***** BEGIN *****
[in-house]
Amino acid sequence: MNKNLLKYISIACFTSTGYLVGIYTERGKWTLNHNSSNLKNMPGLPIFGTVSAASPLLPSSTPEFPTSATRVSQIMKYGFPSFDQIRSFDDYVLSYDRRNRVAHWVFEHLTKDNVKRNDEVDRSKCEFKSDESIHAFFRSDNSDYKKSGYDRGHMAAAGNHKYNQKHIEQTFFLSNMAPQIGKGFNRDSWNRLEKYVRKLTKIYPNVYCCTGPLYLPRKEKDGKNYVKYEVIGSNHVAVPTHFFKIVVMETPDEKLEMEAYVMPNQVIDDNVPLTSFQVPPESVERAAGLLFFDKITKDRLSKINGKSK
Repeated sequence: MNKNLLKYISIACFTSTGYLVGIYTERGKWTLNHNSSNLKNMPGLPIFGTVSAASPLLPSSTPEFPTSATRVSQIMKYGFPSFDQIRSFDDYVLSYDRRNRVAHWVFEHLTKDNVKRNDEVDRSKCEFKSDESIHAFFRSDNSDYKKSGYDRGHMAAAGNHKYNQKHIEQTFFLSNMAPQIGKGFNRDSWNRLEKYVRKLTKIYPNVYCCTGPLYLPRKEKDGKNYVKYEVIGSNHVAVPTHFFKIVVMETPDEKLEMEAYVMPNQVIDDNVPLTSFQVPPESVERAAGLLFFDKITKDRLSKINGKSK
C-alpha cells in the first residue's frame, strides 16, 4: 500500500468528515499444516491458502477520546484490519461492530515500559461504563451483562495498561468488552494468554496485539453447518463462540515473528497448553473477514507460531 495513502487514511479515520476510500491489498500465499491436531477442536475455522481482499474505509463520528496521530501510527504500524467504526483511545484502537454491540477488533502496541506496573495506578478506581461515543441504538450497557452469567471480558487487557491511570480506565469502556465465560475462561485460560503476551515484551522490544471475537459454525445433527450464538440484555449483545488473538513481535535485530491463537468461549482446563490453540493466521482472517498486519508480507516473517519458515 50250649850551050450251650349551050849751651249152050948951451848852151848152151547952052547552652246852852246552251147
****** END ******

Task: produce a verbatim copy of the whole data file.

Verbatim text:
[in-house]
Amino acid sequence: MNKNLLKYISIACFTSTGYLVGIYTERGKWTLNHNSSNLKNMPGLPIFGTVSAASPLLPSSTPEFPTSATRVSQIMKYGFPSFDQIRSFDDYVLSYDRRNRVAHWVFEHLTKDNVKRNDEVDRSKCEFKSDESIHAFFRSDNSDYKKSGYDRGHMAAAGNHKYNQKHIEQTFFLSNMAPQIGKGFNRDSWNRLEKYVRKLTKIYPNVYCCTGPLYLPRKEKDGKNYVKYEVIGSNHVAVPTHFFKIVVMETPDEKLEMEAYVMPNQVIDDNVPLTSFQVPPESVERAAGLLFFDKITKDRLSKINGKSK
Repeated sequence: MNKNLLKYISIACFTSTGYLVGIYTERGKWTLNHNSSNLKNMPGLPIFGTVSAASPLLPSSTPEFPTSATRVSQIMKYGFPSFDQIRSFDDYVLSYDRRNRVAHWVFEHLTKDNVKRNDEVDRSKCEFKSDESIHAFFRSDNSDYKKSGYDRGHMAAAGNHKYNQKHIEQTFFLSNMAPQIGKGFNRDSWNRLEKYVRKLTKIYPNVYCCTGPLYLPRKEKDGKNYVKYEVIGSNHVAVPTHFFKIVVMETPDEKLEMEAYVMPNQVIDDNVPLTSFQVPPESVERAAGLLFFDKITKDRLSKINGKSK
C-alpha cells in the first residue's frame, strides 16, 4: 500500500468528515499444516491458502477520546484490519461492530515500559461504563451483562495498561468488552494468554496485539453447518463462540515473528497448553473477514507460531 495513502487514511479515520476510500491489498500465499491436531477442536475455522481482499474505509463520528496521530501510527504500524467504526483511545484502537454491540477488533502496541506496573495506578478506581461515543441504538450497557452469567471480558487487557491511570480506565469502556465465560475462561485460560503476551515484551522490544471475537459454525445433527450464538440484555449483545488473538513481535535485530491463537468461549482446563490453540493466521482472517498486519508480507516473517519458515 50250649850551050450251650349551050849751651249152050948951451848852151848152151547952052547552652246852852246552251147